10/22/2012 - Downtown Asheville Enjoys Peak Tourism Traffic
by Casey Blake - Asheville Citizen Times
ASHEVILLE -- Harold and Leslie Jenner may have been the best unofficial indicator that tourism season in the mountains was at fall peak this weekend.
Between the two of them they were toting about a half dozen bags, two point-and-shoot cameras, a sack of lunch leftovers and not one but three fanny packs -- because one each just wasn't enough for a weekend like this.
"We tried to everything into two, but this is a big shopping weekend for us, so we had some real stuff to carry," said Leslie Jenner, of Bryson City, who joined her husband Harold for their annual October trek to Asheville.
"We always stay a couple nights, drive around and look at leaves and buy gifts at the Craft Fair," Leslie Jenner said. "We always think we'll just window shop at stores downtown but then we end up bag shopping, so there's no room for purses here on these arms."
Downtown felt the fanny pack economic indicators in a big way this weekend, with leaf-peeping season in full swing and big tourist events, including the fall edition of the Craft Fair of the Southern Highlands and the annual Hard Lox festival, drawing shoppers downtown.
Lauren Napoli, a book seller with Malaprops bookstore downtown, said the weekend of the Craft Fair is usually one of the busiest the shop, located just up the street from the fair's U.S. Cellular Center home, sees all year.
"Historically, this is one of the best weekends we have all year as far as sales go, just behind Christmas weekend," Napoli said.
&ldq uo;We don't necessarily have way more people coming in, but they just seem to spend more. People just really come ready to shop."
Laila Boggs, shop and events coordinator for the Asheville Art Museum, said the gift shop and museum have seen record ticket sales, in part because of the museum's recent expansion and because of increased foot traffic from the Hard Lox Jewish Food and Heritage Festival, just outside the museum on Pack Square.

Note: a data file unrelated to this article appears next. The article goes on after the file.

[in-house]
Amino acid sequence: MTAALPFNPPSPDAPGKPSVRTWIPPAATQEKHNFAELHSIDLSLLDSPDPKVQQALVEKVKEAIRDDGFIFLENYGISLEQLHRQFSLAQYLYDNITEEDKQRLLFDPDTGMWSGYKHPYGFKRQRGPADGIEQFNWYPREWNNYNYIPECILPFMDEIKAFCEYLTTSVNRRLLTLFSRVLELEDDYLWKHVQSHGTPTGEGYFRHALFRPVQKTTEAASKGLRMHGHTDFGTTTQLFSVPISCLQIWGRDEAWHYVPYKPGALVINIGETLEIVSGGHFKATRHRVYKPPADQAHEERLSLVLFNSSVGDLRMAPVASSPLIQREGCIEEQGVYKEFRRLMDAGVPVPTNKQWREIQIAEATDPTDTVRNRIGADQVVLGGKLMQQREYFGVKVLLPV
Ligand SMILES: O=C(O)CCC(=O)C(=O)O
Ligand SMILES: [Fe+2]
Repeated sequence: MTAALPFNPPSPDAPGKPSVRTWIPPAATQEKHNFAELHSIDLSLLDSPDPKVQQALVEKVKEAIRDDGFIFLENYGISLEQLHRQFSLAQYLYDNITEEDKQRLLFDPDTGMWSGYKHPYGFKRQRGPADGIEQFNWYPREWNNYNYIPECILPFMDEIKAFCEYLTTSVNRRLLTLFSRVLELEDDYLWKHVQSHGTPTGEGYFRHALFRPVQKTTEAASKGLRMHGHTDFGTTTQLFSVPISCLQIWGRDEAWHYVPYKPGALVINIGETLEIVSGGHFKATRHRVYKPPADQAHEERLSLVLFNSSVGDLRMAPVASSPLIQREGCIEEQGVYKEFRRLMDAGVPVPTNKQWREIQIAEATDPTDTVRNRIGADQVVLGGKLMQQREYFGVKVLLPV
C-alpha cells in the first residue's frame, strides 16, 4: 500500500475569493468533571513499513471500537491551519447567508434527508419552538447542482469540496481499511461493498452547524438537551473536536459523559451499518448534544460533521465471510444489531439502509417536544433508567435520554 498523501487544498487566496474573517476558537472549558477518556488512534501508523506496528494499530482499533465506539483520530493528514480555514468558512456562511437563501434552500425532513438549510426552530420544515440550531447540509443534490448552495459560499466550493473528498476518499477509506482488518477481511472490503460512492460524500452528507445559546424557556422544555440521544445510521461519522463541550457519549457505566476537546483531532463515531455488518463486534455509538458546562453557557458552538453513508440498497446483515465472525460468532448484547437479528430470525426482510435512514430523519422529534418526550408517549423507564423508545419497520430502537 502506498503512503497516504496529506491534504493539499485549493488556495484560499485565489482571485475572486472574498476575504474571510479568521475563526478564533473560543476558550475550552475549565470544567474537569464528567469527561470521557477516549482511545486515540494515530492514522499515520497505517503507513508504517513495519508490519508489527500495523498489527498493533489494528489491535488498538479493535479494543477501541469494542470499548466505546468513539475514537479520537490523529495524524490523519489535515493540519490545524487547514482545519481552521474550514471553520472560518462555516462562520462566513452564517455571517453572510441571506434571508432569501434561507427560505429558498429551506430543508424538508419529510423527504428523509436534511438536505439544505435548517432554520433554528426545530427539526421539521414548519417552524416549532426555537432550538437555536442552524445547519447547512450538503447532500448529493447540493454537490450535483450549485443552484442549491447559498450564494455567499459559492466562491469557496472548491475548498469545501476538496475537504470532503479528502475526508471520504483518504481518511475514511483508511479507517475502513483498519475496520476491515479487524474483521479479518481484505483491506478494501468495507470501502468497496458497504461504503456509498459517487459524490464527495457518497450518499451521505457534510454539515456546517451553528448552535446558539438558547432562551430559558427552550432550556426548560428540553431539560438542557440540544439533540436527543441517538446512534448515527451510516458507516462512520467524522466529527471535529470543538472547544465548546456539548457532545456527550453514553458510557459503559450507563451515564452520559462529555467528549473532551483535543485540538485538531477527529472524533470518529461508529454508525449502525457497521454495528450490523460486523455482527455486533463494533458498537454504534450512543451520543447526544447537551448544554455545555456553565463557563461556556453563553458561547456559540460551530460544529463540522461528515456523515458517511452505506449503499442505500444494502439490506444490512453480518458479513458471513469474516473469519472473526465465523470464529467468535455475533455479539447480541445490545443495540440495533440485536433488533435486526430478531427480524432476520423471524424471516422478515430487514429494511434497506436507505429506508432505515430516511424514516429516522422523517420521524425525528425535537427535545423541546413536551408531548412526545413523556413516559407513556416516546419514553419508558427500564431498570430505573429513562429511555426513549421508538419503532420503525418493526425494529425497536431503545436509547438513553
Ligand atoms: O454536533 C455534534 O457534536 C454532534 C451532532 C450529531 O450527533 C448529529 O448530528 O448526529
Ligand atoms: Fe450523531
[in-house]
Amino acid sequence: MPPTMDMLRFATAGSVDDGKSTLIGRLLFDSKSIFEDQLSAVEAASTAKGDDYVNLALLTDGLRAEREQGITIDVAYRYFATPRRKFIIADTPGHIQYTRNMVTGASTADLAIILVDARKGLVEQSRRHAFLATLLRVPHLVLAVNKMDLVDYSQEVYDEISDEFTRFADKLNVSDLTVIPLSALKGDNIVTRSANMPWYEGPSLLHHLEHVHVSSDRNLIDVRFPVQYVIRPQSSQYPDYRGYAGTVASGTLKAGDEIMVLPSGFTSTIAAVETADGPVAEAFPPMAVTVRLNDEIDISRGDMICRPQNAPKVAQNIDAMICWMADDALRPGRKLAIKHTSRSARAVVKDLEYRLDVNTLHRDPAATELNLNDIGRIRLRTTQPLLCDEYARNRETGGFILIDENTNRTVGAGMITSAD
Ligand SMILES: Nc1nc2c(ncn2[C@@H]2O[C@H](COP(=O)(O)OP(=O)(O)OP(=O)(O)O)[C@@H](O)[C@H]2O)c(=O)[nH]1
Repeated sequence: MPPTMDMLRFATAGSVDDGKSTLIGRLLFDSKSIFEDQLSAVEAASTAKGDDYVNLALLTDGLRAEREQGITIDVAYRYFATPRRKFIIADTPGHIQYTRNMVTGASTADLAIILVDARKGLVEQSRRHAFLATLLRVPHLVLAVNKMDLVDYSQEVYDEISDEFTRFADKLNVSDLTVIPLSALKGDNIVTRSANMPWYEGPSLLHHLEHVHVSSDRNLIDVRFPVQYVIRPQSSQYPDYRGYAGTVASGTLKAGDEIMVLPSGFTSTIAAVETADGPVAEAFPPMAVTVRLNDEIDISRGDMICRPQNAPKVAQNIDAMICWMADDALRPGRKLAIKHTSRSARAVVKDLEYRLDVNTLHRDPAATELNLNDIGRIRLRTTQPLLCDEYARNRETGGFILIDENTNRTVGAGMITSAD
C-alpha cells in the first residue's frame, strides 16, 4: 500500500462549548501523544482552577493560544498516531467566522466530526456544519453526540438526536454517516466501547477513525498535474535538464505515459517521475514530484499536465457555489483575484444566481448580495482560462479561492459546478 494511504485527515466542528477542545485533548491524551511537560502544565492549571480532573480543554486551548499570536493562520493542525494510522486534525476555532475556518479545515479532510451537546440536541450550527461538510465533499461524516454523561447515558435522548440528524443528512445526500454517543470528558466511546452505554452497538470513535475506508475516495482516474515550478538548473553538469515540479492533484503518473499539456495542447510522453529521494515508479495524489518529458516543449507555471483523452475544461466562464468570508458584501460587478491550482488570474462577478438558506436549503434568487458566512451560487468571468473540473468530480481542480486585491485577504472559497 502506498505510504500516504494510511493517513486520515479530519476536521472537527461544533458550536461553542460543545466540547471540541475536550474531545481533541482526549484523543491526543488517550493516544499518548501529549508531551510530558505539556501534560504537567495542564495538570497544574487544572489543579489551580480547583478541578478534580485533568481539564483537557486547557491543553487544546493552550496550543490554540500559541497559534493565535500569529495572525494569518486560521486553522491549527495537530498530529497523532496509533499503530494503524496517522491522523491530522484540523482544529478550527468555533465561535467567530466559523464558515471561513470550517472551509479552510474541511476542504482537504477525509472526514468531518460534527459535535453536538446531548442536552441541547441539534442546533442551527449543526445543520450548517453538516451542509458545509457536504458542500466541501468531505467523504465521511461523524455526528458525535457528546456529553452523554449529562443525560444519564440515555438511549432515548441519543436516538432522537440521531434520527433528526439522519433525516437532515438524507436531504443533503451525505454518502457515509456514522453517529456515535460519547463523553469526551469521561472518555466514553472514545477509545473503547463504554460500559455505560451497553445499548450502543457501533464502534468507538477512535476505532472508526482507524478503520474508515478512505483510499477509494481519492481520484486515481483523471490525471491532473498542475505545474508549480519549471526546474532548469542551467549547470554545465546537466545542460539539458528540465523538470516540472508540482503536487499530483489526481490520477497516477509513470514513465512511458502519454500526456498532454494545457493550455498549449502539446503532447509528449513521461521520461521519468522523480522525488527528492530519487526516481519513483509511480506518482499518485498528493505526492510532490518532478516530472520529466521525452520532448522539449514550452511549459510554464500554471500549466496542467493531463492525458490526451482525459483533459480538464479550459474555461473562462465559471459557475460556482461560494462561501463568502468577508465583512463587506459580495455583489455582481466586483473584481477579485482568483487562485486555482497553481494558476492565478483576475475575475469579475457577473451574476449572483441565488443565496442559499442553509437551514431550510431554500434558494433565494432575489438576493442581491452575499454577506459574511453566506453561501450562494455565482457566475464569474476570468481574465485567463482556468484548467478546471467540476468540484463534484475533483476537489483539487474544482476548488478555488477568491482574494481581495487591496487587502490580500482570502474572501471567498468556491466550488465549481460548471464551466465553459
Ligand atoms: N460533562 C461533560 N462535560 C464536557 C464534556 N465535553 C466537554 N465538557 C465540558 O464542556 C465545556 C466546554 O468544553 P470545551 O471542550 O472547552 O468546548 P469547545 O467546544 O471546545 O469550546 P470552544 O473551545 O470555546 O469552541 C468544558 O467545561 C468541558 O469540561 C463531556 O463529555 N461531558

"Our ticket sales are up by about 400 percent from this time last year," Boggs said, "so we've seen a drastic increase from what was already a very busy weekend for us."
Boggs said shop sales were also up, by about 20 percent. "The festival has definitely helped us quite a bit."
Downtown hotels also felt the October uptick, with many reporting full occupancy. The Buncombe County Tourism Development Authority reported recently that hotel sales for the 2011-12 fiscal year were 9.2 percent above the previous year, although representatives of the TDA did not return calls for comment Sunday on occupancy rates so far this fall.
Gray Line Trolley Tours manager and tour guide Matt Wilson said the weekend kept the downtown trolleys at full steam with especially high ticket sales Friday and Saturday, and somewhat lower sales Sunday afternoon.
"October is always our very best month, with lots of out-of-towners," Wilson said. "With people wanting to look at leaves, it stays busy for pretty much the whole month, but especially when there are events folks are coming into town for."
Slightly out of the festival foot-traffic fray, Carmel's restaurant in the Grove Arcade also saw an increase in what is traditionally a very busy weekend for downtown restaurants, up from last year.
"It's actually been a record weekend for us -- we've been extremely busy all weekend," Carmel's co-owner Carole Bowers said.
"Octobers are almost always fantastic for us, but we've seen about a 15 percent bump from this weekend last year," Bowers said of the eatery, which filled its outdoor seating area almost all afternoon Saturday and Sunday.